Here is the slideshow I made for my mom’s memorial service, divided into two parts just due to file size. The first one is family history, including her great grandparents and her early life, the second starts with her marriage through the rest of her life.
I’ve actually had some success getting started with exercising again, and a number of folks have mentioned how tough it is getting motivated to exercise.
I’ve got to tell you…..I whined and complained quite a bit getting going. I didn’t like exercising AT ALL. Why? Because it was really uncomfortable. For me, getting out of breath is a really scary feeling. I believed that my being out of shape was perhaps impossible to reverse, and that exercising meant that I had to put up with that awful out of breath feeling. I thought that exercise was always going to be unpleasant.
It was really embarrassing when I had to keep asking my kids to stop so I could catch my breath, especially when I was going uphill. I remember one time, I signed up for a 5K walk and I was walking with friends who had just finished running the same route. I asked them to slow down…..and they did, but I was still very uncomfortable. My knee hurt. My foot hurt. Everyone was going too fast. It was incredibly humiliating, and I had pain for days after.
I didn’t like the culture of exercise either. Exercise was never going to get me a hot body, so that just wasn’t going to work as motivation.
I started taking walks by myself. Walking by myself was less difficult, in that I could go at my own speed. It was so much more comfortable, and I didn’t have those embarrassing moments of asking a friend to take a break. Just keep telling yourself: if I can make it through the painful beginning of getting in better shape, the discomfort will gradually lessen.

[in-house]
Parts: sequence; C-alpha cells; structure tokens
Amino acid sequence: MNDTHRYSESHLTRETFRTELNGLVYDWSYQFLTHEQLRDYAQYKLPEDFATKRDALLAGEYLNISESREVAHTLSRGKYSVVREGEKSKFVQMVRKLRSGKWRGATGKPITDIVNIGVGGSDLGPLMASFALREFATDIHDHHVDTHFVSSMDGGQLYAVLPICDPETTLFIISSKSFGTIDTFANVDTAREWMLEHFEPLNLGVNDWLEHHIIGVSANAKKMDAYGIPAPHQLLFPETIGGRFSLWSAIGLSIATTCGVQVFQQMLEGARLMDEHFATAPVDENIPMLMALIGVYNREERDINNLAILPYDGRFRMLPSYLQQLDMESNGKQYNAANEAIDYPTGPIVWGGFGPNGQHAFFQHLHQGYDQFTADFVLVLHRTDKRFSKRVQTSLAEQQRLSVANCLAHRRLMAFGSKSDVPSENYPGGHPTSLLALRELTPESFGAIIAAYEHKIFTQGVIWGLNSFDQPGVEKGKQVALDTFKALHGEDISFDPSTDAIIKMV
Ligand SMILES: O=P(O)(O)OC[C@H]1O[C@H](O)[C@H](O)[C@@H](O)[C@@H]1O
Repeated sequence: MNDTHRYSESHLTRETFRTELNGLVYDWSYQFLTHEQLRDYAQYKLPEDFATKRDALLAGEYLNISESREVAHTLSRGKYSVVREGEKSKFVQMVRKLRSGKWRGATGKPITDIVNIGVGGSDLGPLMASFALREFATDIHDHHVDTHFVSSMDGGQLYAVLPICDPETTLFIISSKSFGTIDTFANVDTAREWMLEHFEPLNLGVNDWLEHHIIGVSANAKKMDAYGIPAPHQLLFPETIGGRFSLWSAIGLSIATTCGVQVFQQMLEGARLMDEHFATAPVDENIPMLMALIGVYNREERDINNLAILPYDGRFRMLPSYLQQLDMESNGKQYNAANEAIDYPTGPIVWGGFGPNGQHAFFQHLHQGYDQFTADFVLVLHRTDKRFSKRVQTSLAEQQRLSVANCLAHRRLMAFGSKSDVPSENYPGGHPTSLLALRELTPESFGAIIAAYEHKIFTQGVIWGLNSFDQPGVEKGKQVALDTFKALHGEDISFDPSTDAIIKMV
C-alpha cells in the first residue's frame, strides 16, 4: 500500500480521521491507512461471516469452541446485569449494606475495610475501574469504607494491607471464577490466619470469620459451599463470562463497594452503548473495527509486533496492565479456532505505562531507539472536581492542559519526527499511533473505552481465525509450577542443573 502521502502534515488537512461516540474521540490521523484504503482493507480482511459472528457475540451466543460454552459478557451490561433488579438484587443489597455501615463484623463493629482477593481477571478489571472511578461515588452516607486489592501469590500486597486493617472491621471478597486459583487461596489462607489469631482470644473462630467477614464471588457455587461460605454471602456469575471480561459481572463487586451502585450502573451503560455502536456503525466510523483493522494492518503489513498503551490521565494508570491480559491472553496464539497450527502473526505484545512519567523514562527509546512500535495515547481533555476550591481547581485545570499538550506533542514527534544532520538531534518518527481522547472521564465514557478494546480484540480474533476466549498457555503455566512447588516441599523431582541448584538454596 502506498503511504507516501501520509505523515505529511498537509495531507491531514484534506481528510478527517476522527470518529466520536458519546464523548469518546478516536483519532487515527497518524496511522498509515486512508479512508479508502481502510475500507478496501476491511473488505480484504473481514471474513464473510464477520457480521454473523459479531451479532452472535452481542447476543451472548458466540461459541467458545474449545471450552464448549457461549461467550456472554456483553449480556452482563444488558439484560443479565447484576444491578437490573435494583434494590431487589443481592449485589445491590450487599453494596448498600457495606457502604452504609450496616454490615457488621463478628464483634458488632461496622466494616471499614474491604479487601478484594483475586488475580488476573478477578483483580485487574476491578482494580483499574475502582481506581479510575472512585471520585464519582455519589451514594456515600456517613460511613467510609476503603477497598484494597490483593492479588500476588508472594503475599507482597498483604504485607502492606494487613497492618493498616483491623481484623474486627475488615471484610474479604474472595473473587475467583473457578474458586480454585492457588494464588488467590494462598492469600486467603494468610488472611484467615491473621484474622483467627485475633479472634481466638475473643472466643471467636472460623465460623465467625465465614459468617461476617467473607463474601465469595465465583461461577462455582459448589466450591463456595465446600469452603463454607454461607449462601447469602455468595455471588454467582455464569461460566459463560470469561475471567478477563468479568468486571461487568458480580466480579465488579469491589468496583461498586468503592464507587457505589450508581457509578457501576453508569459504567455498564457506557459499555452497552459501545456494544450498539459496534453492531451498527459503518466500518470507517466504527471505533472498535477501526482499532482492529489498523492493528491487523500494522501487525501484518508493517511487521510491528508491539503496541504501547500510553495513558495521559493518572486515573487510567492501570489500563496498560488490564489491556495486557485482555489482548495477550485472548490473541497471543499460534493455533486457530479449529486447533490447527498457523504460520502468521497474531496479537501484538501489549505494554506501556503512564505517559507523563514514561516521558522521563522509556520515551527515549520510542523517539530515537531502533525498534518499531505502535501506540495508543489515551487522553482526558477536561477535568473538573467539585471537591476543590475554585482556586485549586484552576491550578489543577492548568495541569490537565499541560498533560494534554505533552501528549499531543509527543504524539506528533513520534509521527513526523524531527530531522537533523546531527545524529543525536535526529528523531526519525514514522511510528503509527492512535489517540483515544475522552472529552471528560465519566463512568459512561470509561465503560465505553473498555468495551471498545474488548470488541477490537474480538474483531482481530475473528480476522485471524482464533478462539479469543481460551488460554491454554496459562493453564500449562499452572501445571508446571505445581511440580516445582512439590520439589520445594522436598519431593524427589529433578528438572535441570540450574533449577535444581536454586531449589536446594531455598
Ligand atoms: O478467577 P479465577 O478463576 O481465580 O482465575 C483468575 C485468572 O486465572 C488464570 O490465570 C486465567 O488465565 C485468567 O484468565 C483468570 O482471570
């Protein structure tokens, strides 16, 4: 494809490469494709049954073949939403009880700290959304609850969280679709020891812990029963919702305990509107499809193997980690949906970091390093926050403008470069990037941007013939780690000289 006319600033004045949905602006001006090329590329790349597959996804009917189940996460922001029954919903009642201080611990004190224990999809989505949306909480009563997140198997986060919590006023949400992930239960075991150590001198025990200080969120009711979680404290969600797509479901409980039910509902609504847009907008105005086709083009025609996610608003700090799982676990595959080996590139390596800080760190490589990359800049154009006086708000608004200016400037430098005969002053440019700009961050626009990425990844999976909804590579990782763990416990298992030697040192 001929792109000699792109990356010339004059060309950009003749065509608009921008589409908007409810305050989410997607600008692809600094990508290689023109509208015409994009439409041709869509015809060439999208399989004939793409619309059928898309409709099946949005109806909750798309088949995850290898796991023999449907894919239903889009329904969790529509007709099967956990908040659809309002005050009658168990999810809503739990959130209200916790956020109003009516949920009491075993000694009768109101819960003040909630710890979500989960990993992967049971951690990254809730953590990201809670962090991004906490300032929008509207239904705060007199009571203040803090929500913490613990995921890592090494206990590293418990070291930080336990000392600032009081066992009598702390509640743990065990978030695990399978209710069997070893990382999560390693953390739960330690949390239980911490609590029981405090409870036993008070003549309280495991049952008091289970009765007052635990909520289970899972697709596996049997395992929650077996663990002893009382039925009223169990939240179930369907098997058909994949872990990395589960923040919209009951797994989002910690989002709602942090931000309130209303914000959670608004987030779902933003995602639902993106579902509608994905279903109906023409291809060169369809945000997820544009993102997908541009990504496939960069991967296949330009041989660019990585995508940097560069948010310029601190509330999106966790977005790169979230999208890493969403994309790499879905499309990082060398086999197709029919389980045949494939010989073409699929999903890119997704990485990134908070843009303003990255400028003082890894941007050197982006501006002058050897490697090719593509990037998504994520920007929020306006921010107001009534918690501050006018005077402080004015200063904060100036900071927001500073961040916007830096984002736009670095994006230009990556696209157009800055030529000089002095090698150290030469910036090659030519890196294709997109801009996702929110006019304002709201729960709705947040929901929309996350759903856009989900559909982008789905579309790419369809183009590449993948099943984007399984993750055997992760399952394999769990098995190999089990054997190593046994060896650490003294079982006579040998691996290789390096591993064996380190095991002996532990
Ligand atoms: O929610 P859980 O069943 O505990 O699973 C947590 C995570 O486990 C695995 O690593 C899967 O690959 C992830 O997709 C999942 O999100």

There are other great things about walking by alone. When I’m on a trail with a friend and talking, the critters hear us and hide before we can see them. I see and hear so much more when I’m walking alone, and this makes it much more enjoyable for me. I get a lot of enjoyment from noticing each new flower blooming in the spring and summer, and all of the tiny changes in the plants from week to week.
You might not be interested in plants at all. You might be more motivated by keeping data on how far you walk each day and week. You might need to play around with different motivators to figure out what really floats your boat. The thing is, you can’t always know ahead of time what’s going to work for you. I didn’t know that there WERE herons, swans, eagles and hawks living so close by, that I might see.